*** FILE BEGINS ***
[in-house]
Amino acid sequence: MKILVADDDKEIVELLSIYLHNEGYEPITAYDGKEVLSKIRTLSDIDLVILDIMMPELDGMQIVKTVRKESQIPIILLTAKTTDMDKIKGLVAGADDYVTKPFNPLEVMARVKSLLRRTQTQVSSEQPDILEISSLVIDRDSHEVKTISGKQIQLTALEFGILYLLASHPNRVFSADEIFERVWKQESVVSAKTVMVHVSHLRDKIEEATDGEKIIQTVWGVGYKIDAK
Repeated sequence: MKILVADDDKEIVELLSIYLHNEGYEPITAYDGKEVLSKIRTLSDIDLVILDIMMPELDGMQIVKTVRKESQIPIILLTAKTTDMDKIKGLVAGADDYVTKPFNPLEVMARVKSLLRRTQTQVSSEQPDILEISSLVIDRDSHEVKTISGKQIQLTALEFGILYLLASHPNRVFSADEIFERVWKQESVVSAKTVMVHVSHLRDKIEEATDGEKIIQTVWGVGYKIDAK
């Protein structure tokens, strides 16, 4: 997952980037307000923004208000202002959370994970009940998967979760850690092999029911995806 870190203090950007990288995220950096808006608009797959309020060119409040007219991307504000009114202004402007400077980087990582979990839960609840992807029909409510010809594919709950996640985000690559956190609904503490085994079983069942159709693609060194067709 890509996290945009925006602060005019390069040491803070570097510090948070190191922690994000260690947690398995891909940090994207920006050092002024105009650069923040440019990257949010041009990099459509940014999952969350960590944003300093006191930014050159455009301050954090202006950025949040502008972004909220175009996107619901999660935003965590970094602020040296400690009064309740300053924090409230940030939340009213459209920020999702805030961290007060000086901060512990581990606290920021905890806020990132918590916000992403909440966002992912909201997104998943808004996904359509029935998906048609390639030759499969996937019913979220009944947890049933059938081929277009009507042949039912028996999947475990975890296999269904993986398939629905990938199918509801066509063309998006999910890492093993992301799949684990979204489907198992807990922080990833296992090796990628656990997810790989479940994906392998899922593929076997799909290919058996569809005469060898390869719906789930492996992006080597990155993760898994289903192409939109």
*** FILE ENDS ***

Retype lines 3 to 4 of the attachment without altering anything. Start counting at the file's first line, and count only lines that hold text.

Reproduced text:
Repeated sequence: MKILVADDDKEIVELLSIYLHNEGYEPITAYDGKEVLSKIRTLSDIDLVILDIMMPELDGMQIVKTVRKESQIPIILLTAKTTDMDKIKGLVAGADDYVTKPFNPLEVMARVKSLLRRTQTQVSSEQPDILEISSLVIDRDSHEVKTISGKQIQLTALEFGILYLLASHPNRVFSADEIFERVWKQESVVSAKTVMVHVSHLRDKIEEATDGEKIIQTVWGVGYKIDAK
């Protein structure tokens, strides 16, 4: 997952980037307000923004208000202002959370994970009940998967979760850690092999029911995806 870190203090950007990288995220950096808006608009797959309020060119409040007219991307504000009114202004402007400077980087990582979990839960609840992807029909409510010809594919709950996640985000690559956190609904503490085994079983069942159709693609060194067709 890509996290945009925006602060005019390069040491803070570097510090948070190191922690994000260690947690398995891909940090994207920006050092002024105009650069923040440019990257949010041009990099459509940014999952969350960590944003300093006191930014050159455009301050954090202006950025949040502008972004909220175009996107619901999660935003965590970094602020040296400690009064309740300053924090409230940030939340009213459209920020999702805030961290007060000086901060512990581990606290920021905890806020990132918590916000992403909440966002992912909201997104998943808004996904359509029935998906048609390639030759499969996937019913979220009944947890049933059938081929277009009507042949039912028996999947475990975890296999269904993986398939629905990938199918509801066509063309998006999910890492093993992301799949684990979204489907198992807990922080990833296992090796990628656990997810790989479940994906392998899922593929076997799909290919058996569809005469060898390869719906789930492996992006080597990155993760898994289903192409939109």